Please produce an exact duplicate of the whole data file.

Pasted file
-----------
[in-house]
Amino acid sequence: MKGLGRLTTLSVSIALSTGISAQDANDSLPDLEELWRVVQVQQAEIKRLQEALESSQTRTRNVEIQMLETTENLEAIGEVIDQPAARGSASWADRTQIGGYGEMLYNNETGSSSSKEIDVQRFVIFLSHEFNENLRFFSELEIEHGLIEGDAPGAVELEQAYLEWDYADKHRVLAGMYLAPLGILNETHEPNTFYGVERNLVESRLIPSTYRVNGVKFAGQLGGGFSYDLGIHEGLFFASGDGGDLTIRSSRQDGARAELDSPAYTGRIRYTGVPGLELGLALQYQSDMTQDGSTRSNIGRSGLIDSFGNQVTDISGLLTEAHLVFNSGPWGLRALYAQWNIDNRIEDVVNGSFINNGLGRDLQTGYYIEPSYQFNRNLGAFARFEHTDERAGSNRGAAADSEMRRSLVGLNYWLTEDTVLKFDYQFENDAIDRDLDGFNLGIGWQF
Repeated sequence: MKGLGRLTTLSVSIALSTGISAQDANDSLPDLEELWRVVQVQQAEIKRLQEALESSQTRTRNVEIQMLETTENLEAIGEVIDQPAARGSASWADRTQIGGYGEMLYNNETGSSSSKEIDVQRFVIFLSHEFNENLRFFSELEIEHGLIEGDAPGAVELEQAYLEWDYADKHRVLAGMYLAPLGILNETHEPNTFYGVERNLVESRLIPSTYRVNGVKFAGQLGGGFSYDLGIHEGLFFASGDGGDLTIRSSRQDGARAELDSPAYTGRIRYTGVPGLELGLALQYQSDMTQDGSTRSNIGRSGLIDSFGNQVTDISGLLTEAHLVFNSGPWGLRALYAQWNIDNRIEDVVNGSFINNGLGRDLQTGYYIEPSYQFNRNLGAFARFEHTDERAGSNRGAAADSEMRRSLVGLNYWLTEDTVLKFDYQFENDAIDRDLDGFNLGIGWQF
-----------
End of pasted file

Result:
[in-house]
Amino acid sequence: MKGLGRLTTLSVSIALSTGISAQDANDSLPDLEELWRVVQVQQAEIKRLQEALESSQTRTRNVEIQMLETTENLEAIGEVIDQPAARGSASWADRTQIGGYGEMLYNNETGSSSSKEIDVQRFVIFLSHEFNENLRFFSELEIEHGLIEGDAPGAVELEQAYLEWDYADKHRVLAGMYLAPLGILNETHEPNTFYGVERNLVESRLIPSTYRVNGVKFAGQLGGGFSYDLGIHEGLFFASGDGGDLTIRSSRQDGARAELDSPAYTGRIRYTGVPGLELGLALQYQSDMTQDGSTRSNIGRSGLIDSFGNQVTDISGLLTEAHLVFNSGPWGLRALYAQWNIDNRIEDVVNGSFINNGLGRDLQTGYYIEPSYQFNRNLGAFARFEHTDERAGSNRGAAADSEMRRSLVGLNYWLTEDTVLKFDYQFENDAIDRDLDGFNLGIGWQF
Repeated sequence: MKGLGRLTTLSVSIALSTGISAQDANDSLPDLEELWRVVQVQQAEIKRLQEALESSQTRTRNVEIQMLETTENLEAIGEVIDQPAARGSASWADRTQIGGYGEMLYNNETGSSSSKEIDVQRFVIFLSHEFNENLRFFSELEIEHGLIEGDAPGAVELEQAYLEWDYADKHRVLAGMYLAPLGILNETHEPNTFYGVERNLVESRLIPSTYRVNGVKFAGQLGGGFSYDLGIHEGLFFASGDGGDLTIRSSRQDGARAELDSPAYTGRIRYTGVPGLELGLALQYQSDMTQDGSTRSNIGRSGLIDSFGNQVTDISGLLTEAHLVFNSGPWGLRALYAQWNIDNRIEDVVNGSFINNGLGRDLQTGYYIEPSYQFNRNLGAFARFEHTDERAGSNRGAAADSEMRRSLVGLNYWLTEDTVLKFDYQFENDAIDRDLDGFNLGIGWQF